Mirror Sphere

Okay, this might be a really goofy question but I’ve had quite a bit to drink tonight. So here goes:

Imagine an ideal one-way mirror, such that the mirrored side reflects all light and the non-mirrored side lets all light pass through. If a sphere were constructed of this material with the reflective surface on the inside, what would happen? Light may enter the sphere but may not pass back out. Would it just heat up and explode or what? If so, would that be immediate or would it take time to build up?

My nephew asked me this question a while back and tonight, in my drunken stupor, it’s been rattling around in my head. Whaddaya think?

This is pretty easy for you to test. Camera shops sell lightmeters, or if you attend a major university or know someone who does you can probably track down a truly sensitive lightmeter. After you do that just get ahold of a strong flashlight-

Measure the light from the flashlight directly, note it. In the same room and atmospheric conditions (I suggest you make sure your humidity levels are the same and there are no new dust particles in the air for both phases of the test) measure the strenght of the light reflected off of a mirror. If the instrument is sensitive enough you will note a diminished reflection. There is no such thing as a perfect mirror, in fact all a conventional mirror does is reflect along the visible spectrum plus and minus a bit.

Visible light changes as it loses energy. If you were to speed away from tyhe sun at near lightspeed you would soon outrun the visible spectrum you are used to and begin to see by other wavelenghts. While energy cannot be destroyed, it can and usually is converted to other formns of energy. Radiant energy is what you would get inside your sphere, as the light slowed it would become infra-red, violet, etc on down the line. Depending on how much light you had to begin with you will end up with some increase in heat, but you won’t get some ever increasing heat globe unless you continue to sent in light to be transformed to heat energy. A flashbulb would make only so much heat after it changed, no amount of reflection is going to multiply that.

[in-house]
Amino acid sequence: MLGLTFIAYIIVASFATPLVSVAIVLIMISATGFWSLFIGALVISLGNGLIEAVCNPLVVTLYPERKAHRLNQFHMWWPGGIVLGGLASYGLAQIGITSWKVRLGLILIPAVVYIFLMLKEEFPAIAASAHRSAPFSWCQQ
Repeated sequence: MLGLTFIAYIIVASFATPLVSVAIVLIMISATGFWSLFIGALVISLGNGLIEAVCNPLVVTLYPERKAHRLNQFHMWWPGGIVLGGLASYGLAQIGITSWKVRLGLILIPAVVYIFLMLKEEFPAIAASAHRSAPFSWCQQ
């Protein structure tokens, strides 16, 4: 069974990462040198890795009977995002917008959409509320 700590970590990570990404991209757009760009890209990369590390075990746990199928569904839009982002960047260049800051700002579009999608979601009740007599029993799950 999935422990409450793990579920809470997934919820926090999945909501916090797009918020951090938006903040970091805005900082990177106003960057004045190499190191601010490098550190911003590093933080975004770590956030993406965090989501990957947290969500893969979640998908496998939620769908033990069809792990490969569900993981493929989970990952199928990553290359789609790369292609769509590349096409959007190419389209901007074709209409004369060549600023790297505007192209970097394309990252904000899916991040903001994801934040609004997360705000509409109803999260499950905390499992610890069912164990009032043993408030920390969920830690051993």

Look up “red-shift” and “doppler effect visual spectrum”. I read somewhere that if we were to travel at those near C speeds then we may become blind or we may find ourselves seeing by radiowaves or other bands higher up the spectrum.

Eventually, it would probably get so full that no more light could enter.

Not like you would notice it though. If light couldn’t get out, then you couldn’t see what was inside.

There really aren’t “one-way” mirrors, just some that mask the light on one side with a mirror or a painting (like the ones on the back windows of pick-up trucks, with pictures of fish, etc.)

So, anyway, all of these DO leak light.

If you put a lightbulb inside an actual solid space, though, like inside a metal box, it would indeed heat up.

I don’t see how, even in the wildest sci fi theory, you can have a “perfect one way mirror” if it any lets any light in at all. One way mirrors, by their nature, are typically fairly poor mirrors with respect to truly efficient reflectivity and need special lighting to be used effectively. An “ideal” one way mirror is sort of a contradiction in terms.